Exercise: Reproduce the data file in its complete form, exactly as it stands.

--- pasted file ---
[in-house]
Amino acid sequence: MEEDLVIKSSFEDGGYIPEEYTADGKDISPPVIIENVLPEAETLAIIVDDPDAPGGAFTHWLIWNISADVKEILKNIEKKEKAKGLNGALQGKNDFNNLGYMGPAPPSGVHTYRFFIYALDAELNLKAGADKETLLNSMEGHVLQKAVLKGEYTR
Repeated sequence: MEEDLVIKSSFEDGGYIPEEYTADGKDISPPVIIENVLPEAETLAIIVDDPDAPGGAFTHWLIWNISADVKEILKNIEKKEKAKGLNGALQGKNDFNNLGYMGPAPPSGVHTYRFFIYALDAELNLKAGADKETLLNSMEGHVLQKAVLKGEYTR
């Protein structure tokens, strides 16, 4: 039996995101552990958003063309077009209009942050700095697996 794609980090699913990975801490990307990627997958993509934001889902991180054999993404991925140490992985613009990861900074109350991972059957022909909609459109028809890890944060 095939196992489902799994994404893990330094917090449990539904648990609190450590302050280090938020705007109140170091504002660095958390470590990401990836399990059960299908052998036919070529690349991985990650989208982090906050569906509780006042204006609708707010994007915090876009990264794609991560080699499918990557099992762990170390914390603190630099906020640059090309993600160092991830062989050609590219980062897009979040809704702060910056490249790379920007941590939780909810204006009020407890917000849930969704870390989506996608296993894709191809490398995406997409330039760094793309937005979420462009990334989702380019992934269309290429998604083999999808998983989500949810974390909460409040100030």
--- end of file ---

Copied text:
[in-house]
Amino acid sequence: MEEDLVIKSSFEDGGYIPEEYTADGKDISPPVIIENVLPEAETLAIIVDDPDAPGGAFTHWLIWNISADVKEILKNIEKKEKAKGLNGALQGKNDFNNLGYMGPAPPSGVHTYRFFIYALDAELNLKAGADKETLLNSMEGHVLQKAVLKGEYTR
Repeated sequence: MEEDLVIKSSFEDGGYIPEEYTADGKDISPPVIIENVLPEAETLAIIVDDPDAPGGAFTHWLIWNISADVKEILKNIEKKEKAKGLNGALQGKNDFNNLGYMGPAPPSGVHTYRFFIYALDAELNLKAGADKETLLNSMEGHVLQKAVLKGEYTR
């Protein structure tokens, strides 16, 4: 039996995101552990958003063309077009209009942050700095697996 794609980090699913990975801490990307990627997958993509934001889902991180054999993404991925140490992985613009990861900074109350991972059957022909909609459109028809890890944060 095939196992489902799994994404893990330094917090449990539904648990609190450590302050280090938020705007109140170091504002660095958390470590990401990836399990059960299908052998036919070529690349991985990650989208982090906050569906509780006042204006609708707010994007915090876009990264794609991560080699499918990557099992762990170390914390603190630099906020640059090309993600160092991830062989050609590219980062897009979040809704702060910056490249790379920007941590939780909810204006009020407890917000849930969704870390989506996608296993894709191809490398995406997409330039760094793309937005979420462009990334989702380019992934269309290429998604083999999808998983989500949810974390909460409040100030």